Thursday, March 19, 2020

Discharge Policy of nCoV Case: does it need a change

Discharge Policy of nCoV Case: does it need a change

Dr K K Aggarwal
President CMAAO, HCFI and Past National President IMA

Current Policy: In case the laboratory results are positive for SARS CO 19 virus, the case shall be managed as per the confirmed case management protocol. The case shall be discharged only after evidence of chest radiographic clearance and viral clearance in respiratory samples after two specimens test negative for virus within a period of 24 hours.

Policy change required in the discharge policy
The study explains why some people become positive again after they get cured

Reuters Excerpts: The SARS COV2 virus is more readily detected in induced sputum than in throat swabs of patients recovering from COVID-19, according to preliminary research from China published in the in The Lancet Infectious Diseases.

Viral RNA tests of induced sputum - not throat swabs - should be assessed as a criterion for releasing COVID-19 patients as per the study.

Detection of SARS-CoV-2 RNA in throat swabs is the most common method of diagnosing COVID-19 in China. But this method has a rate of false-negative results that could allow patients recovering from COVID-19 to meet criteria for discharge from hospital and release from quarantine, fueling spread of the disease.

Dr. Han and colleagues induced sputum production in two patients with COVID-19. To induce sputum, the patients inhaled 10 mL of 3% hypertonic saline through a mask with oxygen at a flow rate of 6 L/min for 20 min or until sputum was produced.

The first patient was a 54-year-old man with a three-day history of fever who was admitted for treatment and quarantine on February 1. On February 3, an approved viral RNA detection kit confirmed mild COVID-19. The patient's fever and symptoms resolved after treatment with oxygen, lopinavir/ritonavir and moxifloxacin.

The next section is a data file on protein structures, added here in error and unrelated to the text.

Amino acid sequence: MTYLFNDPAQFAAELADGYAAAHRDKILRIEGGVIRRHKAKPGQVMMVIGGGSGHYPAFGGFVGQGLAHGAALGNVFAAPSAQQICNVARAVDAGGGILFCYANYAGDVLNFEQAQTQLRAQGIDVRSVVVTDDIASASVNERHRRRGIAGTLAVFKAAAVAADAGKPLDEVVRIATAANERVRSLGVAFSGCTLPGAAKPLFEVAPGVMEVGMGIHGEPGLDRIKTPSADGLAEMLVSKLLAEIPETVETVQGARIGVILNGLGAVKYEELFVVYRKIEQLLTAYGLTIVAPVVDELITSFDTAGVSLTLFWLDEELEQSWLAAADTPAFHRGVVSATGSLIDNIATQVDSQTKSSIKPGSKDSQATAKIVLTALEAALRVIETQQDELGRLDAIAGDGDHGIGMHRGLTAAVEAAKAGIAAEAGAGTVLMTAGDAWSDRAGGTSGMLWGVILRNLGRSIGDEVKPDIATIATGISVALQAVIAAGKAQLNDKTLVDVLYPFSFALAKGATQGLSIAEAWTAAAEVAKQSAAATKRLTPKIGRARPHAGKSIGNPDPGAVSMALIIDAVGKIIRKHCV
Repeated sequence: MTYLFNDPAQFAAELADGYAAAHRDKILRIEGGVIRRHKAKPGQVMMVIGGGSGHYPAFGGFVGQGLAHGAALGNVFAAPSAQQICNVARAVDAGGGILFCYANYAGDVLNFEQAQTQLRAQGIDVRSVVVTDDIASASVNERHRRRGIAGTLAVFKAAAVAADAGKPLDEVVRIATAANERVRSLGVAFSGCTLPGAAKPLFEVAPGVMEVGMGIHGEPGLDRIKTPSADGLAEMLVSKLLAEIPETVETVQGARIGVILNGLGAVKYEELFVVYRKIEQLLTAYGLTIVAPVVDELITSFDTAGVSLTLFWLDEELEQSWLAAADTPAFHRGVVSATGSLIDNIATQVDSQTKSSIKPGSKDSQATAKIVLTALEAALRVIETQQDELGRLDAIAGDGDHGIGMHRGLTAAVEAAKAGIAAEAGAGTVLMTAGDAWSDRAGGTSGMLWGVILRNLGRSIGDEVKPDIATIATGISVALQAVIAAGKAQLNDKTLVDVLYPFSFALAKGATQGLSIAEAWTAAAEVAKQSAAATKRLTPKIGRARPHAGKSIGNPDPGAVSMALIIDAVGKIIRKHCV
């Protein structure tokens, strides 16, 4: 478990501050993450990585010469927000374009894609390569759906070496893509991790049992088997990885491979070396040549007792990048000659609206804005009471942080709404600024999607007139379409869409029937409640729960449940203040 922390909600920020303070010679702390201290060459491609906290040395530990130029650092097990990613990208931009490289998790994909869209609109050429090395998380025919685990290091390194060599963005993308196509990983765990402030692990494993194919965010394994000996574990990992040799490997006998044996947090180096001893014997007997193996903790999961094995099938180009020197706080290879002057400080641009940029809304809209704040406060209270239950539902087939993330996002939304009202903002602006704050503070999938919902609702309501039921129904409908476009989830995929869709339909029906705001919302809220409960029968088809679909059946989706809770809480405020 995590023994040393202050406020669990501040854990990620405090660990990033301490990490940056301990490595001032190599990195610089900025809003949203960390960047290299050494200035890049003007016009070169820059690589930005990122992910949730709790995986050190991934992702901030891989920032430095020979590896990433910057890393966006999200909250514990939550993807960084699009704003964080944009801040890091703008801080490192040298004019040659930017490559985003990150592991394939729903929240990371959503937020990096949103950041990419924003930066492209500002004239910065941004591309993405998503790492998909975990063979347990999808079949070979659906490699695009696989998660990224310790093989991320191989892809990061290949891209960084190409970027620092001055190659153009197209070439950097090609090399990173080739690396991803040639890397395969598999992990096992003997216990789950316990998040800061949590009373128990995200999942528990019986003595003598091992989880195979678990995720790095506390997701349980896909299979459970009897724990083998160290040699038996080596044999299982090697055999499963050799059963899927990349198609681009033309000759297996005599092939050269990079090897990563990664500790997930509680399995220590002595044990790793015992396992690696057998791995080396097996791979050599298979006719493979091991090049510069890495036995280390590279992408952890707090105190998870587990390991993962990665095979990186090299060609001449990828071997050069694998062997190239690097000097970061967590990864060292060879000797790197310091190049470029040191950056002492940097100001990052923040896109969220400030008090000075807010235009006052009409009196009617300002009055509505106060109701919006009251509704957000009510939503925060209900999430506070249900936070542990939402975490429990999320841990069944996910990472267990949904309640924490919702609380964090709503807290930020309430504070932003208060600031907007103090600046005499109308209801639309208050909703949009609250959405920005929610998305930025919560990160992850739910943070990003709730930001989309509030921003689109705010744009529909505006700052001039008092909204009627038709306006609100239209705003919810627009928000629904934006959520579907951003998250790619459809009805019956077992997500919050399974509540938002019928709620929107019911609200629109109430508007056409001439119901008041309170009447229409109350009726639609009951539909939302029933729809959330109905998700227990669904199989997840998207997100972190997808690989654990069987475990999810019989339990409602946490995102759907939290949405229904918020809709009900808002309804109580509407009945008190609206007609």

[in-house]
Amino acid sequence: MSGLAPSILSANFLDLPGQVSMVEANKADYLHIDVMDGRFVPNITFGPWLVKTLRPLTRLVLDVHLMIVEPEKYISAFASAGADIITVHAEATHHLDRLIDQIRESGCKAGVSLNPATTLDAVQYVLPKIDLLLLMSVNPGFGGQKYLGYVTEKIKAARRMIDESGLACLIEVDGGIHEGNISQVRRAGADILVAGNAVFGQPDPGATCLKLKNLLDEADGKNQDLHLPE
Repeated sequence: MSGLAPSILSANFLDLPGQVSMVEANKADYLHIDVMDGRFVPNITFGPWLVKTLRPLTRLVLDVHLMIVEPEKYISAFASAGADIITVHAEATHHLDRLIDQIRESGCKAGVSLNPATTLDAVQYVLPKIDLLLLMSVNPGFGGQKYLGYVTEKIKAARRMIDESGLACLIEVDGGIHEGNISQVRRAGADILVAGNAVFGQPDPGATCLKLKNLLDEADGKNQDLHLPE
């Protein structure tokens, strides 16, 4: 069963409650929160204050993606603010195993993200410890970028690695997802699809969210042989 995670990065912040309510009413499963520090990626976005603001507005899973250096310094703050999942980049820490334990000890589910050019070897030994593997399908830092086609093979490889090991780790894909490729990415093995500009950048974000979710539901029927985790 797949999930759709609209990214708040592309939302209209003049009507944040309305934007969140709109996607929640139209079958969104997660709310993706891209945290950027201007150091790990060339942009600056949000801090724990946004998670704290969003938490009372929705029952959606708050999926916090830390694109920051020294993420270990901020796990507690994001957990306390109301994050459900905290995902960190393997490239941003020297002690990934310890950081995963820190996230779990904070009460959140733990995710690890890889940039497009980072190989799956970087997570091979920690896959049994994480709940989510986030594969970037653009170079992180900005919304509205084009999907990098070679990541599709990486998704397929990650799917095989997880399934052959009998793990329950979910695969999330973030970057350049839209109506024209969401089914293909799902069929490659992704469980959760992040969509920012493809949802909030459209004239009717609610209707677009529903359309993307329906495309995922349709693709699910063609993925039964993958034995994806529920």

Beginning February 13, three consecutive throat swabs performed at least 24 hours apart and one anal swab tested negative for viral RNA. One week later, induced sputum was positive for viral RNA.

The second patient was a 42-year-old woman who was admitted on January 27 with a four-day history of fever. The next day, viral RNA was detected in a throat swab, confirming a mild case of COVID-19. The patient's fever subsided following treatment with oxygen, lopinavir/ritonavir, and moxifloxacin, and her symptoms gradually resolved.

Beginning February 10, three consecutive throat swabs over three days and one anal swab tested negative for viral RNA. On February 21, viral RNA was detected in induced sputum.

These results suggest that induced sputum "might be more helpful than throat swabs for the detection of SARS-CoV-2 RNA in convalescent patients,"

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